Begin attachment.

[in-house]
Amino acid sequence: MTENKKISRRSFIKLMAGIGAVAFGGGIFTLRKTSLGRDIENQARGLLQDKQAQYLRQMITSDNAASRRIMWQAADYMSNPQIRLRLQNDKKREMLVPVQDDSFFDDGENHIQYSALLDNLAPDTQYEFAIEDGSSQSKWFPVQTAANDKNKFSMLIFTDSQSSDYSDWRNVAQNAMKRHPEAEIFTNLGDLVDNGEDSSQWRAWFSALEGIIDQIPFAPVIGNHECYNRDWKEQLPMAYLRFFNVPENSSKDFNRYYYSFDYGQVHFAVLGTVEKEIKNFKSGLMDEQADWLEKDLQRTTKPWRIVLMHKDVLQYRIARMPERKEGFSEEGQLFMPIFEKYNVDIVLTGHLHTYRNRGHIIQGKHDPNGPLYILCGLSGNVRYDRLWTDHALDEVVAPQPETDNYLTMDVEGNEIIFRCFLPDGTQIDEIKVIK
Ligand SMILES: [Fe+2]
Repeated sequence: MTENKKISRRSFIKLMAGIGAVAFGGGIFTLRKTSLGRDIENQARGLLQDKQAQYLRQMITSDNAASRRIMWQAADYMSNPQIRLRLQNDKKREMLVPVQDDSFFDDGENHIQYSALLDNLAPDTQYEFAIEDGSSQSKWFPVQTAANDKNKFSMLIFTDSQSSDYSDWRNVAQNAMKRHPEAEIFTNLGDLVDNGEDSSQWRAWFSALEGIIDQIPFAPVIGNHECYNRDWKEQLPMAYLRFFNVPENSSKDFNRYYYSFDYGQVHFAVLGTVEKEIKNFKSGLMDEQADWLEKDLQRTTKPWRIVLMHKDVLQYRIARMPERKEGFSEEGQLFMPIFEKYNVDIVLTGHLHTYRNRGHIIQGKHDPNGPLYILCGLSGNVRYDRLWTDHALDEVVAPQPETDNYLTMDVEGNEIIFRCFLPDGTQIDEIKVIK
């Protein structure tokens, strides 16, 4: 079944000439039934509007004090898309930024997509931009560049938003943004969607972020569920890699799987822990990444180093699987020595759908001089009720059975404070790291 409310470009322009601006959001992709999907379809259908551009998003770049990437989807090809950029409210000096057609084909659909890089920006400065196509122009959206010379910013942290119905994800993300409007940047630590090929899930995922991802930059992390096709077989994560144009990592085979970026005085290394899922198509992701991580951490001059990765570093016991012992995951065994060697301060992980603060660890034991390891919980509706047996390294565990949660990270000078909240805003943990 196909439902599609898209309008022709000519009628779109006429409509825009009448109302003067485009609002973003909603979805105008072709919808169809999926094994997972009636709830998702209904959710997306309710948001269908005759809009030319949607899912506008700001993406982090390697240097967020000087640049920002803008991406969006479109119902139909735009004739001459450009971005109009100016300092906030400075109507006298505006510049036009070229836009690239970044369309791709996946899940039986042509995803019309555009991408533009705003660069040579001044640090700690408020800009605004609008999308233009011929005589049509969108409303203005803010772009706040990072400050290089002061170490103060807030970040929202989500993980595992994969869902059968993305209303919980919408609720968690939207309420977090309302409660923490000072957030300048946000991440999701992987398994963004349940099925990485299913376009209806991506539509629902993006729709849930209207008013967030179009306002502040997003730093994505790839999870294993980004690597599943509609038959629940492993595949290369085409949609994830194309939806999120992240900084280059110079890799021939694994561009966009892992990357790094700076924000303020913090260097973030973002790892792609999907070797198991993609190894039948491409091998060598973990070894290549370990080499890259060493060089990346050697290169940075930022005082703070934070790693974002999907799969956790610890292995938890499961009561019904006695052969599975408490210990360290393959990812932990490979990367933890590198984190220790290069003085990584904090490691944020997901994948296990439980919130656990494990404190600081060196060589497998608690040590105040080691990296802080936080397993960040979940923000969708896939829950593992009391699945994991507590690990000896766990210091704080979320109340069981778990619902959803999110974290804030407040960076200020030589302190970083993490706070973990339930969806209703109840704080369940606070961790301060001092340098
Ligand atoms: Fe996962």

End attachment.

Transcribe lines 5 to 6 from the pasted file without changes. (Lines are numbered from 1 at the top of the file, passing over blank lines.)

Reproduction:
């Protein structure tokens, strides 16, 4: 079944000439039934509007004090898309930024997509931009560049938003943004969607972020569920890699799987822990990444180093699987020595759908001089009720059975404070790291 409310470009322009601006959001992709999907379809259908551009998003770049990437989807090809950029409210000096057609084909659909890089920006400065196509122009959206010379910013942290119905994800993300409007940047630590090929899930995922991802930059992390096709077989994560144009990592085979970026005085290394899922198509992701991580951490001059990765570093016991012992995951065994060697301060992980603060660890034991390891919980509706047996390294565990949660990270000078909240805003943990 196909439902599609898209309008022709000519009628779109006429409509825009009448109302003067485009609002973003909603979805105008072709919808169809999926094994997972009636709830998702209904959710997306309710948001269908005759809009030319949607899912506008700001993406982090390697240097967020000087640049920002803008991406969006479109119902139909735009004739001459450009971005109009100016300092906030400075109507006298505006510049036009070229836009690239970044369309791709996946899940039986042509995803019309555009991408533009705003660069040579001044640090700690408020800009605004609008999308233009011929005589049509969108409303203005803010772009706040990072400050290089002061170490103060807030970040929202989500993980595992994969869902059968993305209303919980919408609720968690939207309420977090309302409660923490000072957030300048946000991440999701992987398994963004349940099925990485299913376009209806991506539509629902993006729709849930209207008013967030179009306002502040997003730093994505790839999870294993980004690597599943509609038959629940492993595949290369085409949609994830194309939806999120992240900084280059110079890799021939694994561009966009892992990357790094700076924000303020913090260097973030973002790892792609999907070797198991993609190894039948491409091998060598973990070894290549370990080499890259060493060089990346050697290169940075930022005082703070934070790693974002999907799969956790610890292995938890499961009561019904006695052969599975408490210990360290393959990812932990490979990367933890590198984190220790290069003085990584904090490691944020997901994948296990439980919130656990494990404190600081060196060589497998608690040590105040080691990296802080936080397993960040979940923000969708896939829950593992009391699945994991507590690990000896766990210091704080979320109340069981778990619902959803999110974290804030407040960076200020030589302190970083993490706070973990339930969806209703109840704080369940606070961790301060001092340098
Ligand atoms: Fe996962």